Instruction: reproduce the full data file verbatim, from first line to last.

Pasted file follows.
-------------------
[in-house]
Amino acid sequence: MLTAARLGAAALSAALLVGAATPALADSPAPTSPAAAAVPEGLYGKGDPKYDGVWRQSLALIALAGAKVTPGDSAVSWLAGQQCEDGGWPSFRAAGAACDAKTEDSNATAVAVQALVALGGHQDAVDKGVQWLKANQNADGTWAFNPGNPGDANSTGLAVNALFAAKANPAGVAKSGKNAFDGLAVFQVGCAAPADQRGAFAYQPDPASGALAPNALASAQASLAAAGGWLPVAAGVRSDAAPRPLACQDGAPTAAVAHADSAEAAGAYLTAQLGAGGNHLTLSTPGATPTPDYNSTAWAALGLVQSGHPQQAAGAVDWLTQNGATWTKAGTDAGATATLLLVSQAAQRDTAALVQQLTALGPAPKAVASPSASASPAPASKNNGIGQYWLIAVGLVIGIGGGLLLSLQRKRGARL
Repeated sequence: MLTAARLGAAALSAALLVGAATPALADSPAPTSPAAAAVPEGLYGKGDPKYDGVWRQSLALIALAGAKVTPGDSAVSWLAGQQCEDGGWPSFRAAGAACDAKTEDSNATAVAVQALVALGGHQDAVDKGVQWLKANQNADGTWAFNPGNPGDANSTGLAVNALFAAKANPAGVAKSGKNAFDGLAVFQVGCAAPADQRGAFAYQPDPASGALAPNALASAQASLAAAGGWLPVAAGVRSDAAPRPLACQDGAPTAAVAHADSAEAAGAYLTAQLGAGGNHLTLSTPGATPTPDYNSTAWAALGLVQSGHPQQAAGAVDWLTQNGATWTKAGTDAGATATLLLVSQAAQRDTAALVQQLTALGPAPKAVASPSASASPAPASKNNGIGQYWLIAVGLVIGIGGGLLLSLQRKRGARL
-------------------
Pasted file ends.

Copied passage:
[in-house]
Amino acid sequence: MLTAARLGAAALSAALLVGAATPALADSPAPTSPAAAAVPEGLYGKGDPKYDGVWRQSLALIALAGAKVTPGDSAVSWLAGQQCEDGGWPSFRAAGAACDAKTEDSNATAVAVQALVALGGHQDAVDKGVQWLKANQNADGTWAFNPGNPGDANSTGLAVNALFAAKANPAGVAKSGKNAFDGLAVFQVGCAAPADQRGAFAYQPDPASGALAPNALASAQASLAAAGGWLPVAAGVRSDAAPRPLACQDGAPTAAVAHADSAEAAGAYLTAQLGAGGNHLTLSTPGATPTPDYNSTAWAALGLVQSGHPQQAAGAVDWLTQNGATWTKAGTDAGATATLLLVSQAAQRDTAALVQQLTALGPAPKAVASPSASASPAPASKNNGIGQYWLIAVGLVIGIGGGLLLSLQRKRGARL
Repeated sequence: MLTAARLGAAALSAALLVGAATPALADSPAPTSPAAAAVPEGLYGKGDPKYDGVWRQSLALIALAGAKVTPGDSAVSWLAGQQCEDGGWPSFRAAGAACDAKTEDSNATAVAVQALVALGGHQDAVDKGVQWLKANQNADGTWAFNPGNPGDANSTGLAVNALFAAKANPAGVAKSGKNAFDGLAVFQVGCAAPADQRGAFAYQPDPASGALAPNALASAQASLAAAGGWLPVAAGVRSDAAPRPLACQDGAPTAAVAHADSAEAAGAYLTAQLGAGGNHLTLSTPGATPTPDYNSTAWAALGLVQSGHPQQAAGAVDWLTQNGATWTKAGTDAGATATLLLVSQAAQRDTAALVQQLTALGPAPKAVASPSASASPAPASKNNGIGQYWLIAVGLVIGIGGGLLLSLQRKRGARL